I expected to discover a morally corrupt man hopelessly seduced by vice and greed. Instead, I unearthed a Ron Jeremy that was not only a pretty good guy, but was a certified dork to boot. Ron makes no bones about the illegitimacy of his lifestyle. He doesn’t make excuses or bore us with the tragedies of his life. Rather, Ron goes to great (and boring) lengths to remind us that he comes from an intelligent Jewish family. His revelation that he holds a Master’s degree in education might have been deft and subtle had he not failed to mention it no less than half a dozen times. Ron wants us to know that Ron wasn’t some runaway grabbed off a Greyhound bus and conscripted into a life of prostitution. Pornography is Ron’s choice.
And as far as choices go, there are worse, I guess. Ron clearly loves his job, but he doesn’t hesitate to remind us that pornography is hard work requiring a number of special talents. For example, you have to be a contortionist to perform positions suitable for a narrow menu of camera angles. You have to “act” interested even if it’s the end of a long day and your working on your seventh partner and your privates are black and blue. And don’t get Ron started about getting hard on a director’s cue. That ain’t easy!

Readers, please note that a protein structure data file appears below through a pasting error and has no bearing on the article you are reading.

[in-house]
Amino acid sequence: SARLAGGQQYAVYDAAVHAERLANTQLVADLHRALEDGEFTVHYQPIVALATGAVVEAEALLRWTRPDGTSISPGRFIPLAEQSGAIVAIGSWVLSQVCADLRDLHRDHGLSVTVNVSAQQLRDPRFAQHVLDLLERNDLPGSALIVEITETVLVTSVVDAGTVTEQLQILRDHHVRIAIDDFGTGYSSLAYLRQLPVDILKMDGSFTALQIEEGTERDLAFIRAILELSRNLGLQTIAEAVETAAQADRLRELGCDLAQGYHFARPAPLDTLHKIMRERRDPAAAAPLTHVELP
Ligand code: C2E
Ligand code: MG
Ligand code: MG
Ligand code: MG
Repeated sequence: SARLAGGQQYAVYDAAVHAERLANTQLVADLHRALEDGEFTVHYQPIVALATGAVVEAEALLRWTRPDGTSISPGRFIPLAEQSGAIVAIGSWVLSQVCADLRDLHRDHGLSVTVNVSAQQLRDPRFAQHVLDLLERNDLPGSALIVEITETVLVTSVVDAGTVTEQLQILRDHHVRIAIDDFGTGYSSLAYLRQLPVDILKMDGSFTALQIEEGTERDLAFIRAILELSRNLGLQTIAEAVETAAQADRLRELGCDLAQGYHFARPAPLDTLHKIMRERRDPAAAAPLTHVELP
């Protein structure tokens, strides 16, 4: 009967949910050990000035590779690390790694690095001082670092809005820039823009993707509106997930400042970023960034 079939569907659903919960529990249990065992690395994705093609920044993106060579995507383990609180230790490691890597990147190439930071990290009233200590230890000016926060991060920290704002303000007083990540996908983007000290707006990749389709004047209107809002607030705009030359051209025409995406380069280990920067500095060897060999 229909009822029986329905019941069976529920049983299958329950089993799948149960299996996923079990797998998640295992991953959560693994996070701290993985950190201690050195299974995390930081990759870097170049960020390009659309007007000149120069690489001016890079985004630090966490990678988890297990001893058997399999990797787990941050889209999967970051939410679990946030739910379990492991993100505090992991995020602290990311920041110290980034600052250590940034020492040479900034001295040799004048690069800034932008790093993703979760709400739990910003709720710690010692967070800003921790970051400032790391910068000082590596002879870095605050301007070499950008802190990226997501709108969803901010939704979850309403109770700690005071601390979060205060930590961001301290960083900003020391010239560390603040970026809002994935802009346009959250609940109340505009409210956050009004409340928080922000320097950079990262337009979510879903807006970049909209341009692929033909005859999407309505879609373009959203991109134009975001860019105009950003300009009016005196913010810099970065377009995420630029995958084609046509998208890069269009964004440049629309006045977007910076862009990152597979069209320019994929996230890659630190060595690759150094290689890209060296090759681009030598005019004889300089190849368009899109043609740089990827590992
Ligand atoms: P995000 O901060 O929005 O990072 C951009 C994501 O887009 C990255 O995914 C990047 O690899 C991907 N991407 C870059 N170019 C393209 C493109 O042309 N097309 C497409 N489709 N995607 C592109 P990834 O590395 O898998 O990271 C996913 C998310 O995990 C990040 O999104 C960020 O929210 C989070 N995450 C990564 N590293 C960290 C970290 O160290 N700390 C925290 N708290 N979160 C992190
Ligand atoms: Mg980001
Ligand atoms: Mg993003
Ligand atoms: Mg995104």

Nor is getting a picture produced when the vice squad keeps busting up the sets (apparently a real problem in the 1980s). And guess what else you have to worry about? AIDS! Yes, and other STDs, too (an area of expertise for which Ron claims to hold an unsanctioned doctorate).